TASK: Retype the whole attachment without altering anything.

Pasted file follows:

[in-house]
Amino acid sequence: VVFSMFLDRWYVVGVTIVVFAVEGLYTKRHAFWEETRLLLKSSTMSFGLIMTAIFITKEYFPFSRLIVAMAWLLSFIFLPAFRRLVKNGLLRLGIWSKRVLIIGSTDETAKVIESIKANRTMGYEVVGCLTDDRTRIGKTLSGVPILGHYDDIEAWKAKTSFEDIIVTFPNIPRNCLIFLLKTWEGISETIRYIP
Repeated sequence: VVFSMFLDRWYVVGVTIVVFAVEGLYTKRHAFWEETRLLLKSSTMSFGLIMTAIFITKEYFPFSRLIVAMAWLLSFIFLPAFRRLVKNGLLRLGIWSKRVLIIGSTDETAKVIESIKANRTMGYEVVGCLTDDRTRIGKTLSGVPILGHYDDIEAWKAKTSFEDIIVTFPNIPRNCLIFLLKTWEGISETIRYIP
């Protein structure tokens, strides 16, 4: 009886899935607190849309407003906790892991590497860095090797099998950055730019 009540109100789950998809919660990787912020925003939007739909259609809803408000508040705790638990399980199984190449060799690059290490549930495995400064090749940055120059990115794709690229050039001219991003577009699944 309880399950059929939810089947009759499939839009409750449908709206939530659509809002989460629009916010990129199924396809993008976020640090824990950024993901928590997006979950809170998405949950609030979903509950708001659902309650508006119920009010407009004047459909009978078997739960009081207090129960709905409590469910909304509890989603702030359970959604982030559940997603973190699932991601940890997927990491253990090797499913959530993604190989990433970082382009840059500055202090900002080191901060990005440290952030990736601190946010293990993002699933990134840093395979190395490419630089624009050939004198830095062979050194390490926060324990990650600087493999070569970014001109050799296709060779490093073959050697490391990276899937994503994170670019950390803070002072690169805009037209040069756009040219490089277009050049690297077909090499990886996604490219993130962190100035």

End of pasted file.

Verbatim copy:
[in-house]
Amino acid sequence: VVFSMFLDRWYVVGVTIVVFAVEGLYTKRHAFWEETRLLLKSSTMSFGLIMTAIFITKEYFPFSRLIVAMAWLLSFIFLPAFRRLVKNGLLRLGIWSKRVLIIGSTDETAKVIESIKANRTMGYEVVGCLTDDRTRIGKTLSGVPILGHYDDIEAWKAKTSFEDIIVTFPNIPRNCLIFLLKTWEGISETIRYIP
Repeated sequence: VVFSMFLDRWYVVGVTIVVFAVEGLYTKRHAFWEETRLLLKSSTMSFGLIMTAIFITKEYFPFSRLIVAMAWLLSFIFLPAFRRLVKNGLLRLGIWSKRVLIIGSTDETAKVIESIKANRTMGYEVVGCLTDDRTRIGKTLSGVPILGHYDDIEAWKAKTSFEDIIVTFPNIPRNCLIFLLKTWEGISETIRYIP
């Protein structure tokens, strides 16, 4: 009886899935607190849309407003906790892991590497860095090797099998950055730019 009540109100789950998809919660990787912020925003939007739909259609809803408000508040705790638990399980199984190449060799690059290490549930495995400064090749940055120059990115794709690229050039001219991003577009699944 309880399950059929939810089947009759499939839009409750449908709206939530659509809002989460629009916010990129199924396809993008976020640090824990950024993901928590997006979950809170998405949950609030979903509950708001659902309650508006119920009010407009004047459909009978078997739960009081207090129960709905409590469910909304509890989603702030359970959604982030559940997603973190699932991601940890997927990491253990090797499913959530993604190989990433970082382009840059500055202090900002080191901060990005440290952030990736601190946010293990993002699933990134840093395979190395490419630089624009050939004198830095062979050194390490926060324990990650600087493999070569970014001109050799296709060779490093073959050697490391990276899937994503994170670019950390803070002072690169805009037209040069756009040219490089277009050049690297077909090499990886996604490219993130962190100035």